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Computing Taste

Algorithms and the Makers of Music Recommendation

Computing Taste

Algorithms and the Makers of Music Recommendation

Meet the people who design the algorithms that capture our musical tastes.
The people who make music recommender systems have lofty goals: they want to broaden listeners’ horizons and help obscure musicians find audiences, taking advantage of the enormous catalogs offered by companies like Spotify, Apple Music, and Pandora. But for their critics, recommender systems seem to embody all the potential harms of algorithms: they flatten culture into numbers, they normalize ever-broadening data collection, and they profile their users for commercial ends. Drawing on years of ethnographic fieldwork, anthropologist Nick Seaver describes how the makers of music recommendation navigate these tensions: how product managers understand their relationship with the users they want to help and to capture; how scientists conceive of listening itself as a kind of data processing; and how engineers imagine the geography of the world of music as a space they care for and control.
Computing Taste rehumanizes the algorithmic systems that shape our world, drawing attention to the people who build and maintain them. In this vividly theorized book, Seaver brings the thinking of programmers into conversation with the discipline of anthropology, opening up the cultural world of computation in a wide-ranging exploration that travels from cosmology to calculation, myth to machine learning, and captivation to care.

216 pages | 7 halftones | 6 x 9 | © 2022

Anthropology: Cultural and Social Anthropology

Computer Science

Culture Studies

History: History of Technology

Music: General Music


“Seaver’s nimble account of how contemporary music recommendation systems are conceived and crafted takes readers beyond easy oppositions of humans and algorithms to explore the captivating dynamics of taste and technics, hearing and computing, guidance and coercion.”

Natasha Dow Schüll, author of "Addiction by Design: Machine Gambling in Las Vegas"

Computing Taste tells a fresh story in the increasingly crowded scholarship on artificial intelligence and culture. It will be immensely useful for those outside of computer science and engineering who want to understand how people think and work in the AI industry.”

Jonathan Sterne, author of "Diminished Faculties," "MP3," and "The Audible Past"

"Seaver’s exquisite and essential book brings us into an expert community aspiring to find the delicate balance between caring for and controlling the sprawling phenomenon of taste. The ethnographically engaging Computing Taste offers a complex rendering of the makers of music recommendation systems who believe that algorithms can predict and shape musical taste while also wrestling with the reductive absurdity of such a claim. Seaver’s theoretical creativity both pushes critical studies of technology in new directions and makes this book a joy to read.”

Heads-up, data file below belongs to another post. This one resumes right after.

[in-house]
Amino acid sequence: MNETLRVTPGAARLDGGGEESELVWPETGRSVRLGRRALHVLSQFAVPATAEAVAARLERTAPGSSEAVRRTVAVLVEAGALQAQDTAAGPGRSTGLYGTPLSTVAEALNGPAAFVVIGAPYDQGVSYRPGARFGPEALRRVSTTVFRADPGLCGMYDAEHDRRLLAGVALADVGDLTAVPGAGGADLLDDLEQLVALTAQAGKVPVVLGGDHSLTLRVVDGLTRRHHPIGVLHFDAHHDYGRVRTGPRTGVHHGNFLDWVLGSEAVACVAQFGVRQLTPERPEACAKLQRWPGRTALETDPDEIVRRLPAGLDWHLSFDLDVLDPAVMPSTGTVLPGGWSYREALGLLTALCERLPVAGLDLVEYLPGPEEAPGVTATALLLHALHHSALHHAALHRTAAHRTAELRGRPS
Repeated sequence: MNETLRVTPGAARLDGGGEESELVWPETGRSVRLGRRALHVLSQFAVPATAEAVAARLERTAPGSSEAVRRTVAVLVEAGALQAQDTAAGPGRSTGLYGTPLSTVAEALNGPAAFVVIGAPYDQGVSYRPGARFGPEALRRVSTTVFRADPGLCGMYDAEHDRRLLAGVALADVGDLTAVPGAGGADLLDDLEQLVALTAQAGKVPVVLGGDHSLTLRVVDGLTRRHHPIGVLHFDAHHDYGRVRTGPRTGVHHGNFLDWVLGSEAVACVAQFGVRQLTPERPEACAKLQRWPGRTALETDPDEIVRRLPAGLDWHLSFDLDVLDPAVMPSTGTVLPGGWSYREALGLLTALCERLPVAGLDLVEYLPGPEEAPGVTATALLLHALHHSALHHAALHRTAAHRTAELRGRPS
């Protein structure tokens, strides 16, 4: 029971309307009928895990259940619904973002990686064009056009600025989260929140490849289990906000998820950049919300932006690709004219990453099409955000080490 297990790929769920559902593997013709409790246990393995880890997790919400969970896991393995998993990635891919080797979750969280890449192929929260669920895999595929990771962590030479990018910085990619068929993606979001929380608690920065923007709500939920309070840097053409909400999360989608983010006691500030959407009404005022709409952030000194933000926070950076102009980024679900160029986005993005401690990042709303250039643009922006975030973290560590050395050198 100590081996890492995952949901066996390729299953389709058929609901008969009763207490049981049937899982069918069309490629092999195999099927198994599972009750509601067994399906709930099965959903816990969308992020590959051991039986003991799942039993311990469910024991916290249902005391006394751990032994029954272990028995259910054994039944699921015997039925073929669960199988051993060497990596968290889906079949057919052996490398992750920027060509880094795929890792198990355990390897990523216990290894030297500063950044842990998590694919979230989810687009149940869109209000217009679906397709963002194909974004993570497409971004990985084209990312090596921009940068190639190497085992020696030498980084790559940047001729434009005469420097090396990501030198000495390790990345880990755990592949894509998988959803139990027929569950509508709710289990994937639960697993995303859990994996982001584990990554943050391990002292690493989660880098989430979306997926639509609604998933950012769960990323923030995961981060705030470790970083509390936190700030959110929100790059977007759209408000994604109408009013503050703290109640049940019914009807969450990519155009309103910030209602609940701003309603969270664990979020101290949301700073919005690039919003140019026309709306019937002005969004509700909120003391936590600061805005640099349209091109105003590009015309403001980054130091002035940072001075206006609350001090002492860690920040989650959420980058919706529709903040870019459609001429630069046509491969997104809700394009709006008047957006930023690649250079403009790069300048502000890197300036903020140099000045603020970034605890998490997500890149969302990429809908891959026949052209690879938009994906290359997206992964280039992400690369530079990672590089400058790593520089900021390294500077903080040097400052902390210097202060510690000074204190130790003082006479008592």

Lisa Messeri, author of "Placing Outer Space: An Earthly Ethnography of Other Worlds"

“Who are the programmers writing the music recommendation recipes that structure so many of our auditory habits in these digital days? How do these new taste makers script listeners into the musical multiverses their algorithms create? Seaver brilliantly tunes us to the cadences of these people’s works and lives, decoding the mix of cosmologies, capital, and computation that channel how and what we hear today.”

Stefan Helmreich, author "Sounding the Limits of Life: Essays in the Anthropology of Biology and Beyond"

“Perhaps there’s no accounting for taste, but as Seaver demonstrates in Computing Taste, his resonant and resourceful ethnography of music recommendation algorithms, musical taste can indeed be counted and coded. By listening to the sociotechnical dynamics of that translation process—the means by which aesthetic, subjective, social, and situational choices are transcribed into human-orchestrated algorithms—Seaver helps us appreciate not only the myriad harmonic parts that music and machines play in our personal and social lives, but also the many modes and contexts in which we listen.”

Shannon Mattern, author of "A City Is Not a Computer: Other Urban Intelligences"

"Streaming music services are the norm today, but people don't often think about how they work or how they recommend the next song. Seaver peeks behind the musical curtain in this book about the humans behind the algorithms. . . . Music lovers and those who like books about artificial intelligence will enjoy Seaver's deep dive into
the culture, data, and science of music recommendation systems. Computing Taste offers insight into algorithmic music recommendations that's entertaining and easily digestible for laypeople."

Library Journal

Table of Contents

Prologue: Open Plan
Introduction: Technology with Humanity
Chapter 1 Too Much Music
Chapter 2 Captivating Algorithms
Chapter 3 What Are Listeners Like?
Chapter 4 Hearing and Counting
Chapter 5 Space Is the Place
Chapter 6 Parks and Recommendation
Epilogue: What Are We Really Doing Here?
Works Cited

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